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Archive for May 18th, 2007

Gender-bending in RPGs

Perhaps one of the more controversial issues in online roleplaying games, starting with text-based MUDs and perhaps becoming even more of an issue in graphical games, is the issue of people playing characters who are of a different gender from themselves. For example, you might be a guy, but play a female elf. Or you might be a woman, but play a male dwarf. In principle, not only is such gender-bending perfectly allowable, but it should probably be encouraged. The purpose of roleplaying, after all, is to take on the role of someone who isn’t yourself. What more different sort of character could one be, than a member of the opposite sex? In practice, “gender bending” can end up being problematic for certain players. I’m not suggesting that, if you wish, you shouldn’t play a character of the opposite sex; but I will suggest you might want to be somewhat careful in how you go about doing it, because of how other players can (and do) react.

Interestingly, in table-top RPGs “gender bending” is not an issue. The reason is simple enough: in table-top games you are playing with people you know, and you’re all in the same room, where you can all see each other. Therefore, there is very little room for confusion between player and character. If an overweight, bearded guy badly in need of a haircut is playing the sultry blonde Elven princess, it’s not like anyone is going to be under any illusions about what the actual player looks like, or who he is. You’ve probably known “Ralph” (the player) for five years, and so it’s just not an issue.

In an online game, however, there is some room for confusion. Now in principle, again, this shouldn’t be so, because we should all be keeping in-character and out-of-character things separate. In an online game this is just not as easy for some people as it sounds. Because you are playing with someone who is, in a real sense, a stranger — you’ve never met him or her in person — there’s no mental picture to go with the other player. It becomes very easy to simply substitute the image you have of the character with the image of the player. If someone is playing a cute, perky, attractive nineteen year old superheroine with a great body in City of Heroes, it’s all too easy to imagine the player looking just like that. It’s not much of a step then from “the character’s hot” to “the player’s hot,” and all sorts of trouble are then in the offing — particularly when the person playing that “hot girl” character is a not-so-hot guy!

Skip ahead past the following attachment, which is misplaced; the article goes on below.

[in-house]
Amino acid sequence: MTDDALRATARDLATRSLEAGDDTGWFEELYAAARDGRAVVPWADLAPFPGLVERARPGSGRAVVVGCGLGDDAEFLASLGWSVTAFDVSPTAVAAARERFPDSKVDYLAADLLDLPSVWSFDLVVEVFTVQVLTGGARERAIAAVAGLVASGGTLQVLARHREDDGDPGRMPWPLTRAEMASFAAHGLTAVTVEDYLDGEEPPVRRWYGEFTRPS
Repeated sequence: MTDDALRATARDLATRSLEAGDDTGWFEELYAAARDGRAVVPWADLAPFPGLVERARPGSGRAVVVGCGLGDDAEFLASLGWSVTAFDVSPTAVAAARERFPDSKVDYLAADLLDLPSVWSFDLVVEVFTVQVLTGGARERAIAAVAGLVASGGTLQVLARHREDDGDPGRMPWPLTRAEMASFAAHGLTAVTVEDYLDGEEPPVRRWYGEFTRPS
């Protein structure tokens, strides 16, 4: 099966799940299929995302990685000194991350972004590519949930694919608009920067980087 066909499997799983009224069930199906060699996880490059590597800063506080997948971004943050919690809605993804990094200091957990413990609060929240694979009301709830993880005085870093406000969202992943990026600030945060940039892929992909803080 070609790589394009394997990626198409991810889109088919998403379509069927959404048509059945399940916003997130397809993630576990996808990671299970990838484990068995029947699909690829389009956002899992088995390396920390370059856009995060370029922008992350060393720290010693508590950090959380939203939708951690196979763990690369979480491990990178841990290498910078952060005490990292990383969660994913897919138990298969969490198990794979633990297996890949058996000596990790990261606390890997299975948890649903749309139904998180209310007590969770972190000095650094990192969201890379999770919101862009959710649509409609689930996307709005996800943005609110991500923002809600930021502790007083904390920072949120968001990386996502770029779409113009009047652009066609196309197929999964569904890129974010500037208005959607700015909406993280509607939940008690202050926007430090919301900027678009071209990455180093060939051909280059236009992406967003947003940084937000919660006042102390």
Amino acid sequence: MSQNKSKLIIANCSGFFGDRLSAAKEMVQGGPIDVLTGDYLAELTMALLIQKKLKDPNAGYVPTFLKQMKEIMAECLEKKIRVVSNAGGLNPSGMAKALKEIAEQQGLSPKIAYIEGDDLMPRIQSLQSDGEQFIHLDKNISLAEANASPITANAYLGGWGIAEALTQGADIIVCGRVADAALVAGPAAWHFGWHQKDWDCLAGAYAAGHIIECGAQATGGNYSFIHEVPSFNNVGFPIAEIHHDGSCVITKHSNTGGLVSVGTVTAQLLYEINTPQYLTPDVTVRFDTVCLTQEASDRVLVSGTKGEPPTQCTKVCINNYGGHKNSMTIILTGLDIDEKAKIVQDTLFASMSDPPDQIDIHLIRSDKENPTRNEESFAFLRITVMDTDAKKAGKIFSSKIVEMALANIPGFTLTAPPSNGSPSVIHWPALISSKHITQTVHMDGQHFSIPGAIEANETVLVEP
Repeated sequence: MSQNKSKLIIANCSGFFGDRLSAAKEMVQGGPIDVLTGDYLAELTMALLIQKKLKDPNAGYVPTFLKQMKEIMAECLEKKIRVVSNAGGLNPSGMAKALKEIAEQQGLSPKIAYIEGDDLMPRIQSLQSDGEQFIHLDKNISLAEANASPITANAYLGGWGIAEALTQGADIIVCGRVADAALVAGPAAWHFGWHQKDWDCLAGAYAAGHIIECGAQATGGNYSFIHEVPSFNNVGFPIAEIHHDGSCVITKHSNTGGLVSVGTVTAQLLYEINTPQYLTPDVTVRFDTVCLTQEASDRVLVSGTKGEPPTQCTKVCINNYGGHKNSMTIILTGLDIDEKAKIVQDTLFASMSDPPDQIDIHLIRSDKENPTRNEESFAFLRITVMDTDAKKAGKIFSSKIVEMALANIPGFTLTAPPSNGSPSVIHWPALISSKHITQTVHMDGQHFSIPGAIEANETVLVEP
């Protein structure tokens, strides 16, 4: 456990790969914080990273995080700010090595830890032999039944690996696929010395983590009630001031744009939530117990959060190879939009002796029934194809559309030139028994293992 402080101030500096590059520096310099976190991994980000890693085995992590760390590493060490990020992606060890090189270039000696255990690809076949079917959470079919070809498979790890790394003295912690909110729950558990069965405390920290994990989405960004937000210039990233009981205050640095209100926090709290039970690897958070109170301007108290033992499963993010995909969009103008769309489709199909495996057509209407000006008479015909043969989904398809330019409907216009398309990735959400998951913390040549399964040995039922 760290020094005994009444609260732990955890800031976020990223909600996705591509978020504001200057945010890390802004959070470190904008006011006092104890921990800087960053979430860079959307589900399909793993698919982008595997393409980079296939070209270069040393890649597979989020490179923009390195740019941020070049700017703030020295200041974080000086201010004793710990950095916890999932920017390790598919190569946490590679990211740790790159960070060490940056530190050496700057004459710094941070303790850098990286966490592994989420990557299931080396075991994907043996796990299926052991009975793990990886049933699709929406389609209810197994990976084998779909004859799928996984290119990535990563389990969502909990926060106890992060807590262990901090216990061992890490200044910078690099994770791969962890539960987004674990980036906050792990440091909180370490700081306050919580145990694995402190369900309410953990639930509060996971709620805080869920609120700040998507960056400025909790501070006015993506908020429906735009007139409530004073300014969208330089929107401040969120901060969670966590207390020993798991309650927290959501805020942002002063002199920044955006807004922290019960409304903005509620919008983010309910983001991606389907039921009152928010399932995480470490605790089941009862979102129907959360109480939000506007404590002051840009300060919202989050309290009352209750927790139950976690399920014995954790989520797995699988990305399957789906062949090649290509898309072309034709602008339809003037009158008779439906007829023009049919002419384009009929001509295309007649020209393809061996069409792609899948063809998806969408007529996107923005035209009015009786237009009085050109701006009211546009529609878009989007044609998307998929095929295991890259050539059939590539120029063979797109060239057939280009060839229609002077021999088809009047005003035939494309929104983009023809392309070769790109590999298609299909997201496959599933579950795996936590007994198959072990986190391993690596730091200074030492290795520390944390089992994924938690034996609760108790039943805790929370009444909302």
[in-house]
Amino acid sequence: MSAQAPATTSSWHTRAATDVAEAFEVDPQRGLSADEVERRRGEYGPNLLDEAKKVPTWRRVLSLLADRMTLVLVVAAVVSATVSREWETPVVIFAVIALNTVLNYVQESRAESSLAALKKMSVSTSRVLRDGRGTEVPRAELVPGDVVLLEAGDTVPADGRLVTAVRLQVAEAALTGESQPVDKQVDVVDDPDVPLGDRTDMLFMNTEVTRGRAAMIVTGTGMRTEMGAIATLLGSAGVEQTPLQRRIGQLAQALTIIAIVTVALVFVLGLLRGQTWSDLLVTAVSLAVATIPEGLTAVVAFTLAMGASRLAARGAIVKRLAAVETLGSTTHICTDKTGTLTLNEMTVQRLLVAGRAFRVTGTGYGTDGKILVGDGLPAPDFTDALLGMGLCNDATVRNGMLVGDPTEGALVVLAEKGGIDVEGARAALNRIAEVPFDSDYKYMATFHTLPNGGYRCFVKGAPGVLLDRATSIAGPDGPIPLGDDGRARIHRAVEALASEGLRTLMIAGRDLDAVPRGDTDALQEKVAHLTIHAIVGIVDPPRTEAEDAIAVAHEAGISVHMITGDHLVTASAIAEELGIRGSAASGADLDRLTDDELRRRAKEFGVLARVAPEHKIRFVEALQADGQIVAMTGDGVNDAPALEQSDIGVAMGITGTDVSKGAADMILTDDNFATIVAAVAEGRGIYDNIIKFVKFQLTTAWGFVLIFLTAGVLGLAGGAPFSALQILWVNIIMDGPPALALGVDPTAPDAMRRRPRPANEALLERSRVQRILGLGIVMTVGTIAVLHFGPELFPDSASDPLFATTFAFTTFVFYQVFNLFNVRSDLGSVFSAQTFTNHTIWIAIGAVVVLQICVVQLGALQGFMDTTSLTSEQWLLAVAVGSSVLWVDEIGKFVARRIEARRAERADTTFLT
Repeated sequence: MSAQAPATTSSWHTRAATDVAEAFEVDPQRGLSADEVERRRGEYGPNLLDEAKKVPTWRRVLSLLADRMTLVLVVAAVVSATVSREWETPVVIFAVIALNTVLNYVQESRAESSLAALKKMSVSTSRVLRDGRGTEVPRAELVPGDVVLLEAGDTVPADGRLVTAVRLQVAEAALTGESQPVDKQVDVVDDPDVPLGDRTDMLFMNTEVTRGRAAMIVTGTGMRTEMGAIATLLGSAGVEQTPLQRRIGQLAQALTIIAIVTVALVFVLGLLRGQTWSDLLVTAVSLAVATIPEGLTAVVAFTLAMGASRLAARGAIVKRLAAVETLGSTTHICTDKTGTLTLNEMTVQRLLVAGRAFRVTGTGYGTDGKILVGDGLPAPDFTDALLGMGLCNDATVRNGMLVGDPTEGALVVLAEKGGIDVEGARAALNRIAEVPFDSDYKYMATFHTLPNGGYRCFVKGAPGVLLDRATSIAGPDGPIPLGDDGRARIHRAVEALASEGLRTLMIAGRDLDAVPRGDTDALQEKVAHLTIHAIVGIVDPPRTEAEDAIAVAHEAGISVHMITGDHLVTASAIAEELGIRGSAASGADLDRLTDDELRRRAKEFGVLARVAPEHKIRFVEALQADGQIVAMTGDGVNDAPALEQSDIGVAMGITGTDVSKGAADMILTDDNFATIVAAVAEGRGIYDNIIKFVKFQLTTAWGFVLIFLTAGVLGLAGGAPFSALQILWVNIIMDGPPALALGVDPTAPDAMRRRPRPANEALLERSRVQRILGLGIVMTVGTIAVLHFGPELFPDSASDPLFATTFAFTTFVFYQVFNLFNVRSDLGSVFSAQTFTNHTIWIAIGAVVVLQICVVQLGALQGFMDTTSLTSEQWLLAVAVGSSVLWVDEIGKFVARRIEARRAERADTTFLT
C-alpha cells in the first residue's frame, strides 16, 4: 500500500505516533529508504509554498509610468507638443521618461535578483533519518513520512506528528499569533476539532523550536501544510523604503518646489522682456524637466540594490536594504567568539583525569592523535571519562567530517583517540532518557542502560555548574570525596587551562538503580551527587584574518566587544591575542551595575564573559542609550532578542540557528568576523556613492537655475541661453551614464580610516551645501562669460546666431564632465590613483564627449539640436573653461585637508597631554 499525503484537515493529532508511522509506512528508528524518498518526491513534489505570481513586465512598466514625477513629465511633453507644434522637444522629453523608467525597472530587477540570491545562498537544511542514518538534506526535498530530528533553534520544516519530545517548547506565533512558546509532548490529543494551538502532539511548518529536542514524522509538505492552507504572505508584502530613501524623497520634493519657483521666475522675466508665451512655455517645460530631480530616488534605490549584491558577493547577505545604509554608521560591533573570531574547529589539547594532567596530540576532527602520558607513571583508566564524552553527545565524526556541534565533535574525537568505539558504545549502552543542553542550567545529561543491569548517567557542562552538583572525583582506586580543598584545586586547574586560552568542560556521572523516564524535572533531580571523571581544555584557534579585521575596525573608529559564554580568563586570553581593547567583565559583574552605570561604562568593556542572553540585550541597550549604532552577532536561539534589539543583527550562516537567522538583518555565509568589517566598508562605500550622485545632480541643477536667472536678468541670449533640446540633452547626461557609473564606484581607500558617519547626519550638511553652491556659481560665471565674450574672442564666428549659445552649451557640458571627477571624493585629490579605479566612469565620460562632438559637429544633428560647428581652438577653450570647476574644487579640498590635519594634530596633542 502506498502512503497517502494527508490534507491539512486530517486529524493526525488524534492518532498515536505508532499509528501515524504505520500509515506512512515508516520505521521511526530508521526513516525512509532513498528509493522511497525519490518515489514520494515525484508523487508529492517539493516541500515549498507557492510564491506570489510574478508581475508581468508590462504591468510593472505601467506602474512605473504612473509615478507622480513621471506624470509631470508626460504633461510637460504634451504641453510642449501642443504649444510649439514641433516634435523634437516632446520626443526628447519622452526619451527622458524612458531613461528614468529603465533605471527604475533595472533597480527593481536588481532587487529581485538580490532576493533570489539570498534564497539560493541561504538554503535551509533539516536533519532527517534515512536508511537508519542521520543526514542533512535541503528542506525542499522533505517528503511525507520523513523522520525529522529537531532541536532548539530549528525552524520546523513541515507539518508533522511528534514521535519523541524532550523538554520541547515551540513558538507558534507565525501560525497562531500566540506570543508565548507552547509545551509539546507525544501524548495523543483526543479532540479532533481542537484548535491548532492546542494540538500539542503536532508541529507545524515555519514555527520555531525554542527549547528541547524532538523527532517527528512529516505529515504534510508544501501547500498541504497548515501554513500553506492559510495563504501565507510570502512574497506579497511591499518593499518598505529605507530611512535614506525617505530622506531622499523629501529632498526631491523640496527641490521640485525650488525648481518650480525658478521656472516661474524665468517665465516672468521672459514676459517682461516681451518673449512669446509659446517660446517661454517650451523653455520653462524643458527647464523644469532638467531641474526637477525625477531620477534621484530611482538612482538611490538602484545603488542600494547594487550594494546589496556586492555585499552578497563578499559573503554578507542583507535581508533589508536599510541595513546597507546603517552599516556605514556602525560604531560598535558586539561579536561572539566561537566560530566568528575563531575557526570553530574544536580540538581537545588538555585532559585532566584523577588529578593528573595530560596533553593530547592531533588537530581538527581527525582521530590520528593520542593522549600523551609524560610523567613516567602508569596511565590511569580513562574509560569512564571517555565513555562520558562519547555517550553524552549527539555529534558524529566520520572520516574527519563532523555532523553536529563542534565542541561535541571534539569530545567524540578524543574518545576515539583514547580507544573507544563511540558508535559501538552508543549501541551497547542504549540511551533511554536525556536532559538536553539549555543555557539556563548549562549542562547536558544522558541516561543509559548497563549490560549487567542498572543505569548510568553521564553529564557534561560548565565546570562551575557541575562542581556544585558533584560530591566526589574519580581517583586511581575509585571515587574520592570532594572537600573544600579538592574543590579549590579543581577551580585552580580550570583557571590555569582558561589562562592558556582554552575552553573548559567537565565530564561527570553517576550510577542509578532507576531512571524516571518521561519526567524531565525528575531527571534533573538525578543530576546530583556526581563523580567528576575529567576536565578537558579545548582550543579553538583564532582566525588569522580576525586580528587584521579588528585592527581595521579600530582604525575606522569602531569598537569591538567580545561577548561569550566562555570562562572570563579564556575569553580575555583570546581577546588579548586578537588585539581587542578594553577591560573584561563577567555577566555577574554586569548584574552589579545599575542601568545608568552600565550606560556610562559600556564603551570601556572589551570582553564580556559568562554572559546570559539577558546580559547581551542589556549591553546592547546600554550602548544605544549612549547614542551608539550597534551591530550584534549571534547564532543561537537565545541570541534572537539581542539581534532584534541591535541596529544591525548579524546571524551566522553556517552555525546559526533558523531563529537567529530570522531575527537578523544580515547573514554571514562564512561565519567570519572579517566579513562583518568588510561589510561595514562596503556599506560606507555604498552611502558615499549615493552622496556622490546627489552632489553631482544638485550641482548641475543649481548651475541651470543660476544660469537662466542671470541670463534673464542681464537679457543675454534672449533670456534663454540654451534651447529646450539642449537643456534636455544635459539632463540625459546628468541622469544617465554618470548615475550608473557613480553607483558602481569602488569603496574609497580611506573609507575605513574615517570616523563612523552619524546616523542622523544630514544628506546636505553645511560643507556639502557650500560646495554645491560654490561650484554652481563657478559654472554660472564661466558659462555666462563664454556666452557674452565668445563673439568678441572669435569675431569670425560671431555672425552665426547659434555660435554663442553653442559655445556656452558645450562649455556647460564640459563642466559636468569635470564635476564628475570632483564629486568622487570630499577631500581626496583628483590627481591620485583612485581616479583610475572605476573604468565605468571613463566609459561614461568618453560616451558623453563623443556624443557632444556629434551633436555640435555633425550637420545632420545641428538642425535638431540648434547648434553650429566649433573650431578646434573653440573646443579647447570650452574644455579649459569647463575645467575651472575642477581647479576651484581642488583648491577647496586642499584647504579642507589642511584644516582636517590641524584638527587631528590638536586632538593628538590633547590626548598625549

I have, over the years, seen some very disturbing incidents unfold. On one MUSH, there was a guy who was good at playing female characters. One of the other male players had his male character fall for the female. Now, the guy playing the female character was just roleplaying, and assumed the other person was as well. But the guy playing the male, well… foolishly he equated the cute/sexy female character with the player of that character, and assumed the player was, you guessed it, a cute/sexy girl. He started flirting with the other player (the guy) out-of-character. Finally the other player — the guy who was playing the female character — said he was male, and it grew even uglier. The guy who had “fallen” for the “cute/sexy girl” freaked out, and had what can only be described as a nervous breakdown. He went into a panic that he might be “gay” (after all he had “fallen for a guy!”), accused the other guy (the player of the female) of being gay, of trying to “turn him gay”… well, you get the idea. He ended up in therapy — over an online text game! The guy who had played the female character was so upset by this that he stopped playing on the MUSH, and may have just given up online RPGs entirely.